Commitment is the most recent South Korea spy thriller to become available in North America. It becomes available today, March 11th, on Blu-ray, DVD and digital (video-on-demand, electronic sell-through and streaming) courtesy of Well Go USA.
|Myung-hoon (right) and his sister Hye-in|
In 2009, after his father, a North Korean spy, is thwarted from returning from his mission in the South, eighteen year old LI Myung-hoon (Choi Seung-hyun) and his younger sister Hye-in (KIM Yoo-jeong) are put in the Yoduk Labor Prison Camp. Colonel MOON Sang-chul (Jo Sung-ha), of North Korea's Unit 8, informs Myung-hoon that his becoming an agent is the only way for him and his sister to get out of the camp alive. Of course, Myung-hoon agrees and two years later he "defects" to the South where he is adopted by a childless Korean couple in Seoul. They, not surprisingly, are themselves North Korean agents.
|"Dae-ho" and his classmate LEE Hye-in|
Myung-hoon adopts the name KANG Dae-ho, which the "Making Of" featurette informs us is a Seoul-style name, and enters high school where he is assigned a seat next to a a quiet girl who, like his sister, is named Hye-in (HAN Ye-ri). A would-be dancer, Hye-in is bullied by both boys and girls. Drawn to her both because she shares his sister's name and because, like him, Hye-in is an outsider, "Dae-ho" comes to her rescue when her male assailants go too far.
Meanwhile, he tools around town on a super-hot Ducati motorcycle tracking down the North Korean agent from Section 35 who is killing members of Unit 8's sleeper cells. Seems that there's an internecine rivalry and power struggle going on between these two agencies. As things heat up, Dae-ho finds himself the target of the NIS (the South Korea's intelligence agency) and of Northerners who are sent to eliminate him. Furthermore, both Hye-in, his school-mate and would-be dancer, and his sister Hye-in, who is brought South as a bargaining chip, are put in harms way. Protecting them will put Dae-ho's skills and commitment to the test.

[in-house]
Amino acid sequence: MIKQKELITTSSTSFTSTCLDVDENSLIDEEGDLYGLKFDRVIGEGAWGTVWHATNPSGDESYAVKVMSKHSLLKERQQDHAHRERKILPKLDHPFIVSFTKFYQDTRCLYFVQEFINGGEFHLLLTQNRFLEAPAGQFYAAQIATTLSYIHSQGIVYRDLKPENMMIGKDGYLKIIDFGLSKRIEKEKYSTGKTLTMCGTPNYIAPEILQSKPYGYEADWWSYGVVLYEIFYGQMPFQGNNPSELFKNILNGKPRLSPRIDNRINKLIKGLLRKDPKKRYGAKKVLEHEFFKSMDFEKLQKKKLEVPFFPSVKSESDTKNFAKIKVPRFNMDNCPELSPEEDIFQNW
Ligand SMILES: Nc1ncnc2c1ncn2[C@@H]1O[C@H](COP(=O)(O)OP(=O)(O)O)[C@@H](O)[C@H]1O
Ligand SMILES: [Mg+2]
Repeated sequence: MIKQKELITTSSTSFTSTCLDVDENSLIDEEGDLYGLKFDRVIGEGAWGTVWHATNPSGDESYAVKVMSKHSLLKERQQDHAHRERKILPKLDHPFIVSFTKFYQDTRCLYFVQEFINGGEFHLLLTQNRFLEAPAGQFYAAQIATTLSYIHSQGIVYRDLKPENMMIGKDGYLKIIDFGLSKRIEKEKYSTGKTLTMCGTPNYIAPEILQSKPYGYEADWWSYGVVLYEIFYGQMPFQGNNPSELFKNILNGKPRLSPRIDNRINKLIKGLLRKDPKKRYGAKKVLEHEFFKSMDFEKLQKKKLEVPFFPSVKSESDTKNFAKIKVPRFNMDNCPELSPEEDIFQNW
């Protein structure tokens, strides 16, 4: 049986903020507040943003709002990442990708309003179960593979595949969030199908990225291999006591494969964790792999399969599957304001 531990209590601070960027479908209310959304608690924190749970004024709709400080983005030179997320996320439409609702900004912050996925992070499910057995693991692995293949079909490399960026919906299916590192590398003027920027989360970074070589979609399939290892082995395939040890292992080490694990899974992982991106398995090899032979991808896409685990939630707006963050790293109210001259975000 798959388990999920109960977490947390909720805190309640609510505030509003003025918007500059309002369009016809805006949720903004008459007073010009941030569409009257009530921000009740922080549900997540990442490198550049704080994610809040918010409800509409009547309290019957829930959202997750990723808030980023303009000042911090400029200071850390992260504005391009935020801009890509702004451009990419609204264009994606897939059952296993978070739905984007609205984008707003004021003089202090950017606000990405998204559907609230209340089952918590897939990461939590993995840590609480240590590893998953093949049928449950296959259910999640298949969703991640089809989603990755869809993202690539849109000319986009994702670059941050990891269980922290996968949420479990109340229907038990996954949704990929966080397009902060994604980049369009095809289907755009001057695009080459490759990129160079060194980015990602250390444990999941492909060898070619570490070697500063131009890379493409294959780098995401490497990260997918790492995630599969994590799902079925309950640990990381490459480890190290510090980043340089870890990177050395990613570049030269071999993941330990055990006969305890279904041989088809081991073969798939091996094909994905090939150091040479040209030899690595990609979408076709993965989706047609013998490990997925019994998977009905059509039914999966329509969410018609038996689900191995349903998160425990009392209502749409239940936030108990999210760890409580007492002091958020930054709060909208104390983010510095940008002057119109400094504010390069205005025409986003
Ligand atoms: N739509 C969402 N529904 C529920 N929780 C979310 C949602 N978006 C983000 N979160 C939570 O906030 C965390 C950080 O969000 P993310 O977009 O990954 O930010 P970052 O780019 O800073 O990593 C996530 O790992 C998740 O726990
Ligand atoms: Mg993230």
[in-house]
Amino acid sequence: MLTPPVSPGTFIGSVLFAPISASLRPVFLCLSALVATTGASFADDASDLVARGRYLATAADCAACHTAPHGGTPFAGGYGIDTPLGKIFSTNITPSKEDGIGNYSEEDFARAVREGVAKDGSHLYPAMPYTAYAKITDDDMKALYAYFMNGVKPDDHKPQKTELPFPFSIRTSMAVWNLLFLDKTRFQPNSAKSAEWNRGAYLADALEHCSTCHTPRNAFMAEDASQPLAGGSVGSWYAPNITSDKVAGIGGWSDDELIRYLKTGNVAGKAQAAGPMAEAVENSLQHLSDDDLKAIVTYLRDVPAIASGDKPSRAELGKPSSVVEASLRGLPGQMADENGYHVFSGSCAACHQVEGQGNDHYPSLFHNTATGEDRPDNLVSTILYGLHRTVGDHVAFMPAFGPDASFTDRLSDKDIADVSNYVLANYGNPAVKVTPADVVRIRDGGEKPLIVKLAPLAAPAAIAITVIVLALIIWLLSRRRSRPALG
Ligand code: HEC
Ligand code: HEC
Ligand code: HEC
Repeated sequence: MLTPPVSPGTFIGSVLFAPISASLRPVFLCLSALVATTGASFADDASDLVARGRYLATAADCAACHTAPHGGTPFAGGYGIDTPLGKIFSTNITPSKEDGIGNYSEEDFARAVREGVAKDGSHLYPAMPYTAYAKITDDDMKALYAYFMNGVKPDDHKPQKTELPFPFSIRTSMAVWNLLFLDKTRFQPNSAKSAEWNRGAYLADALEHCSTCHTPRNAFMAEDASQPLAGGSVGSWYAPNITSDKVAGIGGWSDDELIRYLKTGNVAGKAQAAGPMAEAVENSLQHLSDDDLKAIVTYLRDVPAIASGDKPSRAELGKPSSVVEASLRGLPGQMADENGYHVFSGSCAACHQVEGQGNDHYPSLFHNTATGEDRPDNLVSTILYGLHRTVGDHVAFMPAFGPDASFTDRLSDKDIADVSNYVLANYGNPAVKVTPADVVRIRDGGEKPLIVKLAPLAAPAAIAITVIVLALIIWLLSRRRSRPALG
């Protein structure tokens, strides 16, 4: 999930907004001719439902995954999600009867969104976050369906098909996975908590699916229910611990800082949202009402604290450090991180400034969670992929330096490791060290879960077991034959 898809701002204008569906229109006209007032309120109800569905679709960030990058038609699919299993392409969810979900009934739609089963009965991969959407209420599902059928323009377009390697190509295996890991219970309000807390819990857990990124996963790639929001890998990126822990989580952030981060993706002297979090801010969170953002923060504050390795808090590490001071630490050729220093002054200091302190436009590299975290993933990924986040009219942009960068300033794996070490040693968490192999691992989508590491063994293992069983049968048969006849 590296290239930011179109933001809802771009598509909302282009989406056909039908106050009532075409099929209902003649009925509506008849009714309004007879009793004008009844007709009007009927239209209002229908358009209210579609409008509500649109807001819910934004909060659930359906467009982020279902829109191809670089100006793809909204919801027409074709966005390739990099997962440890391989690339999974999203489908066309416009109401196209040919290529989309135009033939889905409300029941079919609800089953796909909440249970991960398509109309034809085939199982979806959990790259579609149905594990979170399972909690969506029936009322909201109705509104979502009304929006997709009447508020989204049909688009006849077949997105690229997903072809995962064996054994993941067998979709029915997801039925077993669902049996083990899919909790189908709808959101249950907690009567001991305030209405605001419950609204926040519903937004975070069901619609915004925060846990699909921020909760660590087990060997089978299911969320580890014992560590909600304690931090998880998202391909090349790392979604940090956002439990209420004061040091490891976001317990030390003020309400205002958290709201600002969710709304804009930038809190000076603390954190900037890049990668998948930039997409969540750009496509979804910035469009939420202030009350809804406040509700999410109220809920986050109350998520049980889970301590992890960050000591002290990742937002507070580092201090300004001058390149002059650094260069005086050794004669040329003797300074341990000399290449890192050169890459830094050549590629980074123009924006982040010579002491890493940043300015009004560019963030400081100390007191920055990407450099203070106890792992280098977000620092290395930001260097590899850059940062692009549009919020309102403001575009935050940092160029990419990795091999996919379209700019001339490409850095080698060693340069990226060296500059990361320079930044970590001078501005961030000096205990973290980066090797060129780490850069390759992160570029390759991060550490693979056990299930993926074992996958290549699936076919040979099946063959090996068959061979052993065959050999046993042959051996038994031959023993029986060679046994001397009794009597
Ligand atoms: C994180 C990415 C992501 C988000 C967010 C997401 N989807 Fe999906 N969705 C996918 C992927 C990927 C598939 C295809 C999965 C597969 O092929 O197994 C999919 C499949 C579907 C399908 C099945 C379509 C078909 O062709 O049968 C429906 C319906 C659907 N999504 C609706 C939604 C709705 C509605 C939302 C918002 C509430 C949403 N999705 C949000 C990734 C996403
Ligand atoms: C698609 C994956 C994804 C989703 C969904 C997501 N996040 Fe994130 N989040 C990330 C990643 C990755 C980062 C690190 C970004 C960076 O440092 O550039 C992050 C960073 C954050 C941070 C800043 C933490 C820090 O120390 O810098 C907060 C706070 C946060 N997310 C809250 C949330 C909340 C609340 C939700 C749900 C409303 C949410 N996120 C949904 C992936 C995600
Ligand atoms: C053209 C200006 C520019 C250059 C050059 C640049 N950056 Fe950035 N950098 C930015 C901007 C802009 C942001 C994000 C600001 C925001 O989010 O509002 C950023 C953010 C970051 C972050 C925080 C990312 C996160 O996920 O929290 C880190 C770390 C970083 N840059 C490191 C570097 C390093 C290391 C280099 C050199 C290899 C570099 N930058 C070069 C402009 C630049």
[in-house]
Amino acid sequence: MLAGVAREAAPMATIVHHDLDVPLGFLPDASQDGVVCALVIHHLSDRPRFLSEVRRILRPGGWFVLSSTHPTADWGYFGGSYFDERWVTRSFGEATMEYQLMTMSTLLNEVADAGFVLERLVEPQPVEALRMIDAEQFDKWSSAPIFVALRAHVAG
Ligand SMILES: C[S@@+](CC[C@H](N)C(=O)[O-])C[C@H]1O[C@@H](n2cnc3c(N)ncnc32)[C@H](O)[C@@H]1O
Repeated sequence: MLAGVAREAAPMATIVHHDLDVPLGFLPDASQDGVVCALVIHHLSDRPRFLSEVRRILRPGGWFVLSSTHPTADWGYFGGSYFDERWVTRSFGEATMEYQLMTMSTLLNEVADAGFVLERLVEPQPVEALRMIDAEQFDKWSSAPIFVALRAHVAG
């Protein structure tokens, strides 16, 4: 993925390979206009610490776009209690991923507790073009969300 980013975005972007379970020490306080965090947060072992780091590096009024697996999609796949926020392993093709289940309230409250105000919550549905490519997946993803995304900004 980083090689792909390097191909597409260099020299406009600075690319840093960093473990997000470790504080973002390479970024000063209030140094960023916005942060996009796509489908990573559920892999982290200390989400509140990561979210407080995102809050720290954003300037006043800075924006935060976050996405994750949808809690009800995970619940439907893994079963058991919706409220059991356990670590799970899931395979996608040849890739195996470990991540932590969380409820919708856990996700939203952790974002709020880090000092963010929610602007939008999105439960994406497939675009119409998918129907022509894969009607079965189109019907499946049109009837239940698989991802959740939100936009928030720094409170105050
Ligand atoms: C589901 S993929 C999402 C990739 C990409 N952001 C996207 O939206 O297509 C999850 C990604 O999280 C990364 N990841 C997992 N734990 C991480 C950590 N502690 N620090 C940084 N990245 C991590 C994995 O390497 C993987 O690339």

Choi Seung-hyun, who has a number of films to his credit, is best known as a member of the Koran K-pop boy band Big Bang. Here he acquits himself quit admirably in both the dramatic and action sequences, particularly the ones involving hand-to-hand combat.
I did find the film to be a bit overwrought and somewhat overly melodramatic at times, but not excessively so. Certainly not so much as to spoil the overall viewing experience.
On the disc, either a 5.1 or 2.0 Korean soundtrack is available, both with optional English subtitles. Bonus materials include a "Making-of" featurette (10:31) and a trailer.
ACF Rating: 3 out of 4 stars. A good action thriller, solidly recommended.
For a somewhat similarly-themed film, check out Secretly Greatly (also 2013). It's about three young North Korean spies who infiltrate the South, and has a lot of comedic elements, whereas Commitment is pretty much a straightforward drama. Both films were screened for free in New York courtesy of the Korean Cultural Service's outstanding Korean Movie Night film series. Secretly Greatly played in September 2013 and Commitment was shown this past January.